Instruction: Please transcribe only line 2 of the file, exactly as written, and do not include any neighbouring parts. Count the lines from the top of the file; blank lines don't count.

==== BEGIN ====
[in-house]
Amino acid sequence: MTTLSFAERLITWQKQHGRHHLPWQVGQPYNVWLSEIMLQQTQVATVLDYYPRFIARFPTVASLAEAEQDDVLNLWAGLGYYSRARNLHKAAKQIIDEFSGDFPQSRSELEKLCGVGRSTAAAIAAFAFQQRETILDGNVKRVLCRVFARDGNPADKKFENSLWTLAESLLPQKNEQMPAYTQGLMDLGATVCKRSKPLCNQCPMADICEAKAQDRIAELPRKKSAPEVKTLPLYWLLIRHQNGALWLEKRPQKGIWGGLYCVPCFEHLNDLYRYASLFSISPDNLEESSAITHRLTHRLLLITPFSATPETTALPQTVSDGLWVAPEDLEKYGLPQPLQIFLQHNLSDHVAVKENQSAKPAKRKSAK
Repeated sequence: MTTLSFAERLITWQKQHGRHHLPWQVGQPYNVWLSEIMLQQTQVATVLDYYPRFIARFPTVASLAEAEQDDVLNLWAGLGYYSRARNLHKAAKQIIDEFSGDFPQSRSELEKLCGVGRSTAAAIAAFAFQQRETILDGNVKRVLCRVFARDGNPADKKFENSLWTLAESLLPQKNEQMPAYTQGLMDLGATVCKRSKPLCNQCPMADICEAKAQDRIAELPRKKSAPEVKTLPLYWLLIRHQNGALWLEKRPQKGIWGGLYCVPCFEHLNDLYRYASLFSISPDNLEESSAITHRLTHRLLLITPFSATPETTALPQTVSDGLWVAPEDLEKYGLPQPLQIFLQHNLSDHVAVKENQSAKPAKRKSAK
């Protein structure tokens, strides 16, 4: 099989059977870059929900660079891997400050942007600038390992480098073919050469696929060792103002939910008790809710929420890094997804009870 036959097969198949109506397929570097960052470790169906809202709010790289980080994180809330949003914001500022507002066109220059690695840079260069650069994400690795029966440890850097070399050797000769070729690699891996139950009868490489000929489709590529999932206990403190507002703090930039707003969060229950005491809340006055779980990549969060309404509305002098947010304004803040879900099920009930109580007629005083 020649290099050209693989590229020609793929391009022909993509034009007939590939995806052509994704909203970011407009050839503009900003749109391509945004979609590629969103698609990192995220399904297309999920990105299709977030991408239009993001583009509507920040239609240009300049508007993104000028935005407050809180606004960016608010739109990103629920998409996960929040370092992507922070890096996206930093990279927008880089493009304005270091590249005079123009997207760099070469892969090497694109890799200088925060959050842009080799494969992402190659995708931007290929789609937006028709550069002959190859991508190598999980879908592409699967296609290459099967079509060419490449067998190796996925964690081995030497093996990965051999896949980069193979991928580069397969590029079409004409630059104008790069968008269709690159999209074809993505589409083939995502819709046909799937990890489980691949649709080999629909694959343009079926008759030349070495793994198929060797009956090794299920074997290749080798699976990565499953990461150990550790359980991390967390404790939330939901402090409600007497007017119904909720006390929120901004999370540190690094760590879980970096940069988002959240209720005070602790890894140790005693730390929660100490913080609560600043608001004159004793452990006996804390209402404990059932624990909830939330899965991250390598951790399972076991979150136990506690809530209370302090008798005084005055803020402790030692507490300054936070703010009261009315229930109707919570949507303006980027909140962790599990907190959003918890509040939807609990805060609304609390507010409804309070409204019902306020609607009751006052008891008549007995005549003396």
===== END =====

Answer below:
Amino acid sequence: MTTLSFAERLITWQKQHGRHHLPWQVGQPYNVWLSEIMLQQTQVATVLDYYPRFIARFPTVASLAEAEQDDVLNLWAGLGYYSRARNLHKAAKQIIDEFSGDFPQSRSELEKLCGVGRSTAAAIAAFAFQQRETILDGNVKRVLCRVFARDGNPADKKFENSLWTLAESLLPQKNEQMPAYTQGLMDLGATVCKRSKPLCNQCPMADICEAKAQDRIAELPRKKSAPEVKTLPLYWLLIRHQNGALWLEKRPQKGIWGGLYCVPCFEHLNDLYRYASLFSISPDNLEESSAITHRLTHRLLLITPFSATPETTALPQTVSDGLWVAPEDLEKYGLPQPLQIFLQHNLSDHVAVKENQSAKPAKRKSAK